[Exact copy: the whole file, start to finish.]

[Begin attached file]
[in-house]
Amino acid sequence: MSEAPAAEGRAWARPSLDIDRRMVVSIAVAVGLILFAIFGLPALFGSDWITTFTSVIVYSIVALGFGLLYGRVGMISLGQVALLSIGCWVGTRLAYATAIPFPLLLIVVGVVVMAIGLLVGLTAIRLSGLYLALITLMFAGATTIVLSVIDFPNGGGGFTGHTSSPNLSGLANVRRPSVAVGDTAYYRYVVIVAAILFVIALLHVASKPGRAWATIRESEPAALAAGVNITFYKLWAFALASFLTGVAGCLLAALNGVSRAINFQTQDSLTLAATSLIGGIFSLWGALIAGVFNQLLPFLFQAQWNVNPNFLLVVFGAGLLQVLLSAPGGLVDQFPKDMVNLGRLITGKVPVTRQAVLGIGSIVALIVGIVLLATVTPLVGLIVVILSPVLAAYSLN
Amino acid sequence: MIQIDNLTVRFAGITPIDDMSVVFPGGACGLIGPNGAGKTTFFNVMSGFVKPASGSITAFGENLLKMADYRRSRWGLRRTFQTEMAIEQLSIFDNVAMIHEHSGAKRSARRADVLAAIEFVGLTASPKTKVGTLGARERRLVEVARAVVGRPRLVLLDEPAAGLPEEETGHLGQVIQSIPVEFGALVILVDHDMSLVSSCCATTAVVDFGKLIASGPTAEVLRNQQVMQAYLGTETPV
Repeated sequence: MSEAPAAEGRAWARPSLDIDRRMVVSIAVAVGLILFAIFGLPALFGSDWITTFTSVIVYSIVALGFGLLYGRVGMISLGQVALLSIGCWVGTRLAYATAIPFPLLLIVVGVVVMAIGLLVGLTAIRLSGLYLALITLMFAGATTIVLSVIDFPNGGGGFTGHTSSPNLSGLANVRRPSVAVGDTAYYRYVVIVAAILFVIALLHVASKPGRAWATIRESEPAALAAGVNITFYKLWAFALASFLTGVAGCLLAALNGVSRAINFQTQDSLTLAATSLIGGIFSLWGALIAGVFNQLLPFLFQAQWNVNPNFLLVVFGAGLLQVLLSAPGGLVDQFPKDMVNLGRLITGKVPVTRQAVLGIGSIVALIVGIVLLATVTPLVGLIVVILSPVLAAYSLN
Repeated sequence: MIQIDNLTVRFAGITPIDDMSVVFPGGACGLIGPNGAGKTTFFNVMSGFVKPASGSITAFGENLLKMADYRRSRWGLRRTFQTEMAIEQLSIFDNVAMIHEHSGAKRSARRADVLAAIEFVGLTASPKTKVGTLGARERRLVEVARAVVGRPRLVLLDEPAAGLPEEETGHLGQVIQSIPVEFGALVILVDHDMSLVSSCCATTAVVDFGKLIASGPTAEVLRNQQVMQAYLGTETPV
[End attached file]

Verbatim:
[in-house]
Amino acid sequence: MSEAPAAEGRAWARPSLDIDRRMVVSIAVAVGLILFAIFGLPALFGSDWITTFTSVIVYSIVALGFGLLYGRVGMISLGQVALLSIGCWVGTRLAYATAIPFPLLLIVVGVVVMAIGLLVGLTAIRLSGLYLALITLMFAGATTIVLSVIDFPNGGGGFTGHTSSPNLSGLANVRRPSVAVGDTAYYRYVVIVAAILFVIALLHVASKPGRAWATIRESEPAALAAGVNITFYKLWAFALASFLTGVAGCLLAALNGVSRAINFQTQDSLTLAATSLIGGIFSLWGALIAGVFNQLLPFLFQAQWNVNPNFLLVVFGAGLLQVLLSAPGGLVDQFPKDMVNLGRLITGKVPVTRQAVLGIGSIVALIVGIVLLATVTPLVGLIVVILSPVLAAYSLN
Amino acid sequence: MIQIDNLTVRFAGITPIDDMSVVFPGGACGLIGPNGAGKTTFFNVMSGFVKPASGSITAFGENLLKMADYRRSRWGLRRTFQTEMAIEQLSIFDNVAMIHEHSGAKRSARRADVLAAIEFVGLTASPKTKVGTLGARERRLVEVARAVVGRPRLVLLDEPAAGLPEEETGHLGQVIQSIPVEFGALVILVDHDMSLVSSCCATTAVVDFGKLIASGPTAEVLRNQQVMQAYLGTETPV
Repeated sequence: MSEAPAAEGRAWARPSLDIDRRMVVSIAVAVGLILFAIFGLPALFGSDWITTFTSVIVYSIVALGFGLLYGRVGMISLGQVALLSIGCWVGTRLAYATAIPFPLLLIVVGVVVMAIGLLVGLTAIRLSGLYLALITLMFAGATTIVLSVIDFPNGGGGFTGHTSSPNLSGLANVRRPSVAVGDTAYYRYVVIVAAILFVIALLHVASKPGRAWATIRESEPAALAAGVNITFYKLWAFALASFLTGVAGCLLAALNGVSRAINFQTQDSLTLAATSLIGGIFSLWGALIAGVFNQLLPFLFQAQWNVNPNFLLVVFGAGLLQVLLSAPGGLVDQFPKDMVNLGRLITGKVPVTRQAVLGIGSIVALIVGIVLLATVTPLVGLIVVILSPVLAAYSLN
Repeated sequence: MIQIDNLTVRFAGITPIDDMSVVFPGGACGLIGPNGAGKTTFFNVMSGFVKPASGSITAFGENLLKMADYRRSRWGLRRTFQTEMAIEQLSIFDNVAMIHEHSGAKRSARRADVLAAIEFVGLTASPKTKVGTLGARERRLVEVARAVVGRPRLVLLDEPAAGLPEEETGHLGQVIQSIPVEFGALVILVDHDMSLVSSCCATTAVVDFGKLIASGPTAEVLRNQQVMQAYLGTETPV